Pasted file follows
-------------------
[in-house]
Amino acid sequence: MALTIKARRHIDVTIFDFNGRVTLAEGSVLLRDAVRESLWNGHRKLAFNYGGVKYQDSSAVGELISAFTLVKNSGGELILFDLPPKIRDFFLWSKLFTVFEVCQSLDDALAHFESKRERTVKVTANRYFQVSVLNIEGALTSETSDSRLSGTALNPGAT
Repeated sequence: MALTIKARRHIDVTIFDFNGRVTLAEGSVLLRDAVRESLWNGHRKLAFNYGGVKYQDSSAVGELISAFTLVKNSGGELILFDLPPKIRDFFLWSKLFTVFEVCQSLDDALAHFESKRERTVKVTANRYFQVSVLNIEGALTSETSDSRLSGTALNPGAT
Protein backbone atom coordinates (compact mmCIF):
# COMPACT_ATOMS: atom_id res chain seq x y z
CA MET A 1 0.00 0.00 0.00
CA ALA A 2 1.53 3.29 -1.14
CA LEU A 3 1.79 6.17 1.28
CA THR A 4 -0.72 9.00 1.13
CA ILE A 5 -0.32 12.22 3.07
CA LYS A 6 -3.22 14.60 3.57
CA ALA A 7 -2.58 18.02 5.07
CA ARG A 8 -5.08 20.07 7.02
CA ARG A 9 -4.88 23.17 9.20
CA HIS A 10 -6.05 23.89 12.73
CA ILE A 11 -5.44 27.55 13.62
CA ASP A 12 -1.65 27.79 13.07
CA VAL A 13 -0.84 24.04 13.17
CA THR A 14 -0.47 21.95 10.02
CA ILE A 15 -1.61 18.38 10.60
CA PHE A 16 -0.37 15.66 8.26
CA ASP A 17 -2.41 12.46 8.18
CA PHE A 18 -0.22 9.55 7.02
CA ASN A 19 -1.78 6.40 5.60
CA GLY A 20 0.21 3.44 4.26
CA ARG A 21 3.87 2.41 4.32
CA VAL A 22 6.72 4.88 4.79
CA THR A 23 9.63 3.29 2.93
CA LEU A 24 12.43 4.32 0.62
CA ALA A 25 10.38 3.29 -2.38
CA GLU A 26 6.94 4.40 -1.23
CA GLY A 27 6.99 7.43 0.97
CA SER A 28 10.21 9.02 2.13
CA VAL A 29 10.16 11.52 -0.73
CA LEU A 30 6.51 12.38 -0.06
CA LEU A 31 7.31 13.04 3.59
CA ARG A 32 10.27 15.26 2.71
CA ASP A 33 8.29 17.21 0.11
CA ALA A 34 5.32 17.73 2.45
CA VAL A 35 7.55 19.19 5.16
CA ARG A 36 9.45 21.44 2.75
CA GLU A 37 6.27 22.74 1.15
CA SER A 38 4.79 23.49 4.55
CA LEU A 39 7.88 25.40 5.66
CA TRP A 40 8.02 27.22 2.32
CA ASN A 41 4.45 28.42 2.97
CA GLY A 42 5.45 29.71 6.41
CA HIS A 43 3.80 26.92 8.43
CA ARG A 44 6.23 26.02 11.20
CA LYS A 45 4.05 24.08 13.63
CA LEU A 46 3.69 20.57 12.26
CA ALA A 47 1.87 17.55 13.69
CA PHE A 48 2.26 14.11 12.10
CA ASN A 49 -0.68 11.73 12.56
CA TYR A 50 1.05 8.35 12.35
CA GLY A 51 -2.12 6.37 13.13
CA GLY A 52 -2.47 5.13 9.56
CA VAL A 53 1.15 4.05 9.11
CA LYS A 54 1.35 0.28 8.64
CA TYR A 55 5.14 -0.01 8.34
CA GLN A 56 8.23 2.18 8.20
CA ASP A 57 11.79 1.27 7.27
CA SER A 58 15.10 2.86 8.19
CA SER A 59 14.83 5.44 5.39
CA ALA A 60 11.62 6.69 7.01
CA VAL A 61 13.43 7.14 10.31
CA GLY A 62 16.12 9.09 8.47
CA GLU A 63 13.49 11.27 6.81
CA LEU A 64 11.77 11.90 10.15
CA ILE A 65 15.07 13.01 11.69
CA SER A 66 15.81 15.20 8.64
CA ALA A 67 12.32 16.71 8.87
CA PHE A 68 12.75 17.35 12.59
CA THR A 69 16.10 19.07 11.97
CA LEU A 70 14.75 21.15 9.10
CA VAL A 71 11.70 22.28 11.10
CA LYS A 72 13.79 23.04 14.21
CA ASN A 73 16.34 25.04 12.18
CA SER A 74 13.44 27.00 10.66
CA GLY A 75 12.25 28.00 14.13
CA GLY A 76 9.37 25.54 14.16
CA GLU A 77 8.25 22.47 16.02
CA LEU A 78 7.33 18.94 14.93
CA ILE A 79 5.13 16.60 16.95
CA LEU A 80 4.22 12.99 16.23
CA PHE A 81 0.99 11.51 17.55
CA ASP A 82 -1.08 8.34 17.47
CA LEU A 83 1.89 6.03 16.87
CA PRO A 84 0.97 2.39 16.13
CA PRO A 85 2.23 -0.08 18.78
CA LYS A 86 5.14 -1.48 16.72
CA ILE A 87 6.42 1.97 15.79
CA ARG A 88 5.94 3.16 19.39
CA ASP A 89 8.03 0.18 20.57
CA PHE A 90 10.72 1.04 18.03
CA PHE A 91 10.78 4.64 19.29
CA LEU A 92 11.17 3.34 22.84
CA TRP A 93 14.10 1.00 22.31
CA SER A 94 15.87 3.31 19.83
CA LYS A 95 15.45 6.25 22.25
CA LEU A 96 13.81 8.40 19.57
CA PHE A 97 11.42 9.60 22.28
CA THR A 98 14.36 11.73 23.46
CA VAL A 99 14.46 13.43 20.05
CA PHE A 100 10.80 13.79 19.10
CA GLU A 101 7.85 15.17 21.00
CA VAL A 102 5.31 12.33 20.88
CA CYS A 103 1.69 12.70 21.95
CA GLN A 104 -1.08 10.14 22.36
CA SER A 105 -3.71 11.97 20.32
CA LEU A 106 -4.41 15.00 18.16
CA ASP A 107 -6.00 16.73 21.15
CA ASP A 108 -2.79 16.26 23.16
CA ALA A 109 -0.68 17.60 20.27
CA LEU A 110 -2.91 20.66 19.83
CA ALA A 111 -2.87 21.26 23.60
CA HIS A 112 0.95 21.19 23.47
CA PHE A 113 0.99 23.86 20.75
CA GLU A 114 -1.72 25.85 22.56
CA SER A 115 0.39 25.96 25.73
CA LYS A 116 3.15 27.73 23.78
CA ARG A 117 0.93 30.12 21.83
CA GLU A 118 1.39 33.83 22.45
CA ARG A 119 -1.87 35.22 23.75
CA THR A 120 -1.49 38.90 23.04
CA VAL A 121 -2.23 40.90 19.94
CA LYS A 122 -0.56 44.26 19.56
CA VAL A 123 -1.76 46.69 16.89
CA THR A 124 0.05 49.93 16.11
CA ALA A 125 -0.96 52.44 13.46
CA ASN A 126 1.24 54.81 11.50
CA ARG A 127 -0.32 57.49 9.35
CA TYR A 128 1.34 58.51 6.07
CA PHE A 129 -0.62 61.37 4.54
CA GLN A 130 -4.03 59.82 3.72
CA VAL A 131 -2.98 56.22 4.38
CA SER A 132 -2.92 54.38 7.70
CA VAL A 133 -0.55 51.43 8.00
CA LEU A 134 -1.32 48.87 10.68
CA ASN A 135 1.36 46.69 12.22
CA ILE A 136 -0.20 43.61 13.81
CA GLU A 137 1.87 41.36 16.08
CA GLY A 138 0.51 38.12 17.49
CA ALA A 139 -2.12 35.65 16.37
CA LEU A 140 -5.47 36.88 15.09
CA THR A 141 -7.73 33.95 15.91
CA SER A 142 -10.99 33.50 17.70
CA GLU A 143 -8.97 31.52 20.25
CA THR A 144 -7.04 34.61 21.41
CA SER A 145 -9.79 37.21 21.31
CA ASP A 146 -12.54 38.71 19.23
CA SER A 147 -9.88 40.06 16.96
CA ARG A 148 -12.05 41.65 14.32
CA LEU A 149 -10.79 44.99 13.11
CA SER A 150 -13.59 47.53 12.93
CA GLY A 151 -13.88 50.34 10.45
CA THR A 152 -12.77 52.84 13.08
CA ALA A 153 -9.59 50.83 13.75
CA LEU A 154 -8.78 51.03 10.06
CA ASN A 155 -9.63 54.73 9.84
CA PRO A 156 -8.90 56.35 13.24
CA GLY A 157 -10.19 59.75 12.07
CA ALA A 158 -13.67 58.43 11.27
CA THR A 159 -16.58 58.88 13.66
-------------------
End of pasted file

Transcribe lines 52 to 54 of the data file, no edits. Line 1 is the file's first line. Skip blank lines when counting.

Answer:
CA ALA A 47 1.87 17.55 13.69
CA PHE A 48 2.26 14.11 12.10
CA ASN A 49 -0.68 11.73 12.56